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Do You Suspect Mold? Where to Start? Part 1 of 4
June 21, 2022

Where To Start?

By Cesar Collado, Guest Writer

Do You Suspect Toxic Mold? Have you or a family member been treated with medicine for any infection that does not improve? This may be a sign of a fungal infection.  Physicians rarely identify fungal infections because obtaining tissue samples, culturing them, and testing for mold can take weeks.  When physicians identify an infection, first-line therapy is broad-spectrum antibiotics.  As an unintended result, antibiotics will eliminate essential bacteria from the system. these “good” bacteria are needed to keep fungi at bay.

Beginning in 2016, the Center of Disease Control (CDC) and its clinical partners have organized a week during each year to highlight the importance of recognizing serious fungal diseases early enough in the course of a patient’s illness to provide life-saving treatment.  The core message from the CDC is to “encourage healthcare providers and patients to “Think Fungus” when symptoms of infection do not get better with treatment.

If you suspect you have mold in your home or have had a significant moisture issue like a plumbing leak, or roof leak, or weather damage for more than a couple days, an inspection by a mold professional may be necessary. Don’t wait until someone gets sick.  This is because water damage to building materials left in disrepair can lead to the growth of many, many mold species that are harmful to your health.

By having knowledge of mold inspection, testing, and results, you can be engaged with the inspector to ask questions and have confidence in the remediation plan that may follow the inspection.  The cost of an inspection ranges from $500-1500 or more. Knowledge and engagement can have a significant impact in selecting the right professional AND minimizing the final total repair costs.  In addition, if you are handy and willing to spend a little money to take safety precautions, you can effectively inspect your home for water damage, staining, and moisture on your own.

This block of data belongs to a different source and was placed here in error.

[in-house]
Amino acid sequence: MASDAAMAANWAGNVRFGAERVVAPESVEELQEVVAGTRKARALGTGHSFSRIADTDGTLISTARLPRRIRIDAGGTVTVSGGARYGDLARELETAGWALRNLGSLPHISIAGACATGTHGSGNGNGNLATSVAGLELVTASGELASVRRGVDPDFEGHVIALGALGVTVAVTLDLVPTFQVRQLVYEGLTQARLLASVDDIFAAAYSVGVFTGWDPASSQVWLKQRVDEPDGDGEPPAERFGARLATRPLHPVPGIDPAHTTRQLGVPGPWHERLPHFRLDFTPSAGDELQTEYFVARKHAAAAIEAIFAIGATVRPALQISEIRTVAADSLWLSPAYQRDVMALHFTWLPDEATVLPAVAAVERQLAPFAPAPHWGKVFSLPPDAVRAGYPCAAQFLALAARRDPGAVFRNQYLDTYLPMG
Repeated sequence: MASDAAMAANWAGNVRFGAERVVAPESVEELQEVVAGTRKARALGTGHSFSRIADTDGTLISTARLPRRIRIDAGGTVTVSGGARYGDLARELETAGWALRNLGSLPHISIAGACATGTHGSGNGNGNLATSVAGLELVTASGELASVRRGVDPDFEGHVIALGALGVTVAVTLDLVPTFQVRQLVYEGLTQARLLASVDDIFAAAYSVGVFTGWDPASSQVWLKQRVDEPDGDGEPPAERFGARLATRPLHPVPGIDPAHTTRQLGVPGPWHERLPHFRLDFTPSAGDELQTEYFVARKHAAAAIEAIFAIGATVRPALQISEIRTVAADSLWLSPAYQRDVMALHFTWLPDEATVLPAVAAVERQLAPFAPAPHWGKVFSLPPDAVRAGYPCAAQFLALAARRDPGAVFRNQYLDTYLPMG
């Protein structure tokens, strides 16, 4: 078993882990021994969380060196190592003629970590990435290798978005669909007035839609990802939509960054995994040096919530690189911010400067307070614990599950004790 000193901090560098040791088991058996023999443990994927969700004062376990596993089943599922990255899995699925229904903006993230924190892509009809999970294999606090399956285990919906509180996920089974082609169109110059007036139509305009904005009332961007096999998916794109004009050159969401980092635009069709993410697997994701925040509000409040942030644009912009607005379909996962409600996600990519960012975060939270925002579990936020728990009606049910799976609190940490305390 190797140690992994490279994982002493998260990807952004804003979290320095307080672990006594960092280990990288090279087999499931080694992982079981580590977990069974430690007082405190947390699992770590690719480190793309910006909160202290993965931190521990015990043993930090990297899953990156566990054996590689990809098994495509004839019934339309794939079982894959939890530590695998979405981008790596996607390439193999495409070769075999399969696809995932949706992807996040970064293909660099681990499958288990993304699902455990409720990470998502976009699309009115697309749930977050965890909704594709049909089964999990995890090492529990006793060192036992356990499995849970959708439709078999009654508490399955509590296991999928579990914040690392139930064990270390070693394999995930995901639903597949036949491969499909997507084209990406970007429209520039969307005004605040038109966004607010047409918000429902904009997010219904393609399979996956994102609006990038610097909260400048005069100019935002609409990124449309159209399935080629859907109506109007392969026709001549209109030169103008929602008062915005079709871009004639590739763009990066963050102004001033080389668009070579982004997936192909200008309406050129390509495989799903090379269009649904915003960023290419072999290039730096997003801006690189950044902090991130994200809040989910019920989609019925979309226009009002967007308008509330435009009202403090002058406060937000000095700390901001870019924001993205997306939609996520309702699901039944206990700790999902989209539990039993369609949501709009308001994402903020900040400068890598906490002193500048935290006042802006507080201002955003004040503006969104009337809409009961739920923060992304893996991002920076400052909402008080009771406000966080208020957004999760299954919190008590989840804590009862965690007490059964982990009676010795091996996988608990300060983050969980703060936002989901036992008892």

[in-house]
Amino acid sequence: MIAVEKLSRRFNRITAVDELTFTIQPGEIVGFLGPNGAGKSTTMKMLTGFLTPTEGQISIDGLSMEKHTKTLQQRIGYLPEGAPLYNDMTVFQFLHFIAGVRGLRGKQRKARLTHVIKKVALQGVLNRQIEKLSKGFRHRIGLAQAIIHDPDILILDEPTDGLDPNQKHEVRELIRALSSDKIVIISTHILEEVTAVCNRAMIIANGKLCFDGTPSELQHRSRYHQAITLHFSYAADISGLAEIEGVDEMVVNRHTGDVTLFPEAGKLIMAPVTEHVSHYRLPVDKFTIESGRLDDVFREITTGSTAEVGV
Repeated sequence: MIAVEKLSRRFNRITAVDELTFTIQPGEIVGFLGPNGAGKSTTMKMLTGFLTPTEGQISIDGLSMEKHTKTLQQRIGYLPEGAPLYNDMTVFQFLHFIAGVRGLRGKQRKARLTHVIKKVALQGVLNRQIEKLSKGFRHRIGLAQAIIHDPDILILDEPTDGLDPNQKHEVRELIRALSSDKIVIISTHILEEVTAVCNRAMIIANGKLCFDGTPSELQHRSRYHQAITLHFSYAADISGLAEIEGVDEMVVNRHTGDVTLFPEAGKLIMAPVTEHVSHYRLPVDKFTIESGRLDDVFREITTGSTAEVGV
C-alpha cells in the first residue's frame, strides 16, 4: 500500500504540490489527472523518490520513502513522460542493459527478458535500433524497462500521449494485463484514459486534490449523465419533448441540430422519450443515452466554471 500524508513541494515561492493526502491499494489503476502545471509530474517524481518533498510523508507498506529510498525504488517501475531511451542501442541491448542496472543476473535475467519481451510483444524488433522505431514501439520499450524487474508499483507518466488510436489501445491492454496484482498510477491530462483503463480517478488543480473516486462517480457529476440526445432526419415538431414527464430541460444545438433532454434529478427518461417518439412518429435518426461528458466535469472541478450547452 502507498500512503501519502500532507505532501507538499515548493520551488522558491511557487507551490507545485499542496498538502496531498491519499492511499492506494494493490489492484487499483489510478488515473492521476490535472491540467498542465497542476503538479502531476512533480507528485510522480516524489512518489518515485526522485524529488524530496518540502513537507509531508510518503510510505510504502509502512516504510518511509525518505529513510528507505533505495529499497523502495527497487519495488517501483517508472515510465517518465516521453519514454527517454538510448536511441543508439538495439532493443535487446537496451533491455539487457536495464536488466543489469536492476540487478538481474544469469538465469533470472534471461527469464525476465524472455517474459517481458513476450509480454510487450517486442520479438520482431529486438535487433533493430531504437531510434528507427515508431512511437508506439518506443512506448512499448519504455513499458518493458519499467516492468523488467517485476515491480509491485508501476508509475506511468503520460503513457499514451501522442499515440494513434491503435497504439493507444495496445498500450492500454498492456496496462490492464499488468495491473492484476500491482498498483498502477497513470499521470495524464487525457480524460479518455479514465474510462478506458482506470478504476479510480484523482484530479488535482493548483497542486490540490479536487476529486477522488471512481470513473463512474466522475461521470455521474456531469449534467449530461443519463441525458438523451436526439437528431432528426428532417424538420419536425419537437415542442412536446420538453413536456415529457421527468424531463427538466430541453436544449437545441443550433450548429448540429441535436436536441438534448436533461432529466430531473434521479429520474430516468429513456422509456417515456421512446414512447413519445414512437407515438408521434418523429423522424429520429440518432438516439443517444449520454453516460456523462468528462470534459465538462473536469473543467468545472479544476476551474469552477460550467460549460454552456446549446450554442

Where Do You Start?

Taking the first step in recapturing your home is a complex issue to address.  There are several different industries that may be required to repair a sick home. Plumbing, water damage emergency response contractors, general contractors, mold remediators, gutter installation, outdoor foundation repair and HVAC technicians are all the possible candidates for the job.

It can be overwhelming and trigger financial stress due to the large scope of the mold problem.  Most newer homes that show signs of moisture problems and visible mold are due to a single water intrusion.  A single intrusion can be fixed within reasonable expectations.  Most handymen, DIYers, and contractors can replace drywall and paint for little money. This doesn’t mean that newer homes do not get moldy. Most new construction uses existing floorplans, inexpensive HVAC systems, and often low cost/low quality subcontractors to maintain adequate margins.  Even the most expensive homes can develop mold issues from day one due to sloppy work done by subcontractors, or unexpected weather events during construction.

With older homes, finding mold can be problematic.  Older homes will likely have more permanent foundations and structural components made of cement, brick, and metal piping. These materials are used differently today and costs associated with these issues can be significantly higher.